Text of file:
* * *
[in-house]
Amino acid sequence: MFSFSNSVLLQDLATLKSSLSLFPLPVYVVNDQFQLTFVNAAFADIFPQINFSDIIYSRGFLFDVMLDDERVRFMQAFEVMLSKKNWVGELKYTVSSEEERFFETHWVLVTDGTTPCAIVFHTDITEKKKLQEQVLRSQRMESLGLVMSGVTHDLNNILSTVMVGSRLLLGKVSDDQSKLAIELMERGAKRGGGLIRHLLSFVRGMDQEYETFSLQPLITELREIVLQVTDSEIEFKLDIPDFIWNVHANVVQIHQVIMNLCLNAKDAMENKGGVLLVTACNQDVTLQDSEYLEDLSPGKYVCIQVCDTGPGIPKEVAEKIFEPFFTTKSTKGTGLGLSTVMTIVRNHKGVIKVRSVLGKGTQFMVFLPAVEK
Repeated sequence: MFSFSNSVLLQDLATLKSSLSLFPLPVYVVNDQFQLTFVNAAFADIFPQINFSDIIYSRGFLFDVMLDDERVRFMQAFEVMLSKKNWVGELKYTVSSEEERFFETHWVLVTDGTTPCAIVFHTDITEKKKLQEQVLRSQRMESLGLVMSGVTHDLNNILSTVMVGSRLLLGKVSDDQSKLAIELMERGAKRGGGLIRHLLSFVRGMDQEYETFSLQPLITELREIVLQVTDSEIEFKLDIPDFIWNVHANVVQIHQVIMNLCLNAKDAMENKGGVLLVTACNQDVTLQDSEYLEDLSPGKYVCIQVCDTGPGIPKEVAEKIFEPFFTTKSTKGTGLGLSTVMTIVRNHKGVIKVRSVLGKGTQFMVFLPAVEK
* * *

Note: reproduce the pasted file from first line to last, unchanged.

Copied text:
[in-house]
Amino acid sequence: MFSFSNSVLLQDLATLKSSLSLFPLPVYVVNDQFQLTFVNAAFADIFPQINFSDIIYSRGFLFDVMLDDERVRFMQAFEVMLSKKNWVGELKYTVSSEEERFFETHWVLVTDGTTPCAIVFHTDITEKKKLQEQVLRSQRMESLGLVMSGVTHDLNNILSTVMVGSRLLLGKVSDDQSKLAIELMERGAKRGGGLIRHLLSFVRGMDQEYETFSLQPLITELREIVLQVTDSEIEFKLDIPDFIWNVHANVVQIHQVIMNLCLNAKDAMENKGGVLLVTACNQDVTLQDSEYLEDLSPGKYVCIQVCDTGPGIPKEVAEKIFEPFFTTKSTKGTGLGLSTVMTIVRNHKGVIKVRSVLGKGTQFMVFLPAVEK
Repeated sequence: MFSFSNSVLLQDLATLKSSLSLFPLPVYVVNDQFQLTFVNAAFADIFPQINFSDIIYSRGFLFDVMLDDERVRFMQAFEVMLSKKNWVGELKYTVSSEEERFFETHWVLVTDGTTPCAIVFHTDITEKKKLQEQVLRSQRMESLGLVMSGVTHDLNNILSTVMVGSRLLLGKVSDDQSKLAIELMERGAKRGGGLIRHLLSFVRGMDQEYETFSLQPLITELREIVLQVTDSEIEFKLDIPDFIWNVHANVVQIHQVIMNLCLNAKDAMENKGGVLLVTACNQDVTLQDSEYLEDLSPGKYVCIQVCDTGPGIPKEVAEKIFEPFFTTKSTKGTGLGLSTVMTIVRNHKGVIKVRSVLGKGTQFMVFLPAVEK